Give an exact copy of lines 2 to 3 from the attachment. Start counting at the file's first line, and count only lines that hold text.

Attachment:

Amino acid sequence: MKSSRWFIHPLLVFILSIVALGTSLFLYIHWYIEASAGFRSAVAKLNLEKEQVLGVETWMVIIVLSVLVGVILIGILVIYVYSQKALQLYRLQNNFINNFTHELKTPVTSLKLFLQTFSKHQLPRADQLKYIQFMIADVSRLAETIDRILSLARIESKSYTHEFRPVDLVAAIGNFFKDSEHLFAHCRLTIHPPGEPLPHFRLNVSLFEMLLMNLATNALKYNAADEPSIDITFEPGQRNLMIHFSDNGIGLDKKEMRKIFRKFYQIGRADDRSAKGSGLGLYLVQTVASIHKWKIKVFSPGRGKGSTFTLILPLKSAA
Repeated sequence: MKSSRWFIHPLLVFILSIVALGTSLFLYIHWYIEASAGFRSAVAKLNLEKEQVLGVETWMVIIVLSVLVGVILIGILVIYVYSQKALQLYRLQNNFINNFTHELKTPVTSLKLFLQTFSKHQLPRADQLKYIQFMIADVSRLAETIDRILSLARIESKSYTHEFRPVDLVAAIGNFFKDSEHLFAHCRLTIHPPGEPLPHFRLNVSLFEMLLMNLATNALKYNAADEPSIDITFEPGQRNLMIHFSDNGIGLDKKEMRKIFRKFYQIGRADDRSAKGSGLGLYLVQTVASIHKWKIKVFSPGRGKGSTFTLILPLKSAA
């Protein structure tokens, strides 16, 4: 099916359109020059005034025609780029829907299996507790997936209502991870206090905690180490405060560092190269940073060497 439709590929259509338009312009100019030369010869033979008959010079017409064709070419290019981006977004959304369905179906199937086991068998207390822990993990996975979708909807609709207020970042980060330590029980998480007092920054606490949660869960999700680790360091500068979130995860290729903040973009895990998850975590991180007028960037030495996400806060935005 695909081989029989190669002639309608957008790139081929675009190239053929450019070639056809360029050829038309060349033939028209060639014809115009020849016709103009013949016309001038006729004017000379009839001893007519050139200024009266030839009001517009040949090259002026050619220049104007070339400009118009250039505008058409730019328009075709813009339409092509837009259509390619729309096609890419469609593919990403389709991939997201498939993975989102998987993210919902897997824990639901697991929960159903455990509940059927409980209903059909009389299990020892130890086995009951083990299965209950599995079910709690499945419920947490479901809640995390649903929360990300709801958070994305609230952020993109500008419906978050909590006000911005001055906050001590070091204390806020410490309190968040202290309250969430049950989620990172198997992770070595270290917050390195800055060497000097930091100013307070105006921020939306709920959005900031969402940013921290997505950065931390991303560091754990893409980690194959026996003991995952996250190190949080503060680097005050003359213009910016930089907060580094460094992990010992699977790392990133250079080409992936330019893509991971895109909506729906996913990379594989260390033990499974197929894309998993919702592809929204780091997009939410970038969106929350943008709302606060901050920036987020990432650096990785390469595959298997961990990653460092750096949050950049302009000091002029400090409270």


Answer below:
Repeated sequence: MKSSRWFIHPLLVFILSIVALGTSLFLYIHWYIEASAGFRSAVAKLNLEKEQVLGVETWMVIIVLSVLVGVILIGILVIYVYSQKALQLYRLQNNFINNFTHELKTPVTSLKLFLQTFSKHQLPRADQLKYIQFMIADVSRLAETIDRILSLARIESKSYTHEFRPVDLVAAIGNFFKDSEHLFAHCRLTIHPPGEPLPHFRLNVSLFEMLLMNLATNALKYNAADEPSIDITFEPGQRNLMIHFSDNGIGLDKKEMRKIFRKFYQIGRADDRSAKGSGLGLYLVQTVASIHKWKIKVFSPGRGKGSTFTLILPLKSAA
């Protein structure tokens, strides 16, 4: 099916359109020059005034025609780029829907299996507790997936209502991870206090905690180490405060560092190269940073060497 439709590929259509338009312009100019030369010869033979008959010079017409064709070419290019981006977004959304369905179906199937086991068998207390822990993990996975979708909807609709207020970042980060330590029980998480007092920054606490949660869960999700680790360091500068979130995860290729903040973009895990998850975590991180007028960037030495996400806060935005 695909081989029989190669002639309608957008790139081929675009190239053929450019070639056809360029050829038309060349033939028209060639014809115009020849016709103009013949016309001038006729004017000379009839001893007519050139200024009266030839009001517009040949090259002026050619220049104007070339400009118009250039505008058409730019328009075709813009339409092509837009259509390619729309096609890419469609593919990403389709991939997201498939993975989102998987993210919902897997824990639901697991929960159903455990509940059927409980209903059909009389299990020892130890086995009951083990299965209950599995079910709690499945419920947490479901809640995390649903929360990300709801958070994305609230952020993109500008419906978050909590006000911005001055906050001590070091204390806020410490309190968040202290309250969430049950989620990172198997992770070595270290917050390195800055060497000097930091100013307070105006921020939306709920959005900031969402940013921290997505950065931390991303560091754990893409980690194959026996003991995952996250190190949080503060680097005050003359213009910016930089907060580094460094992990010992699977790392990133250079080409992936330019893509991971895109909506729906996913990379594989260390033990499974197929894309998993919702592809929204780091997009939410970038969106929350943008709302606060901050920036987020990432650096990785390469595959298997961990990653460092750096949050950049302009000091002029400090409270």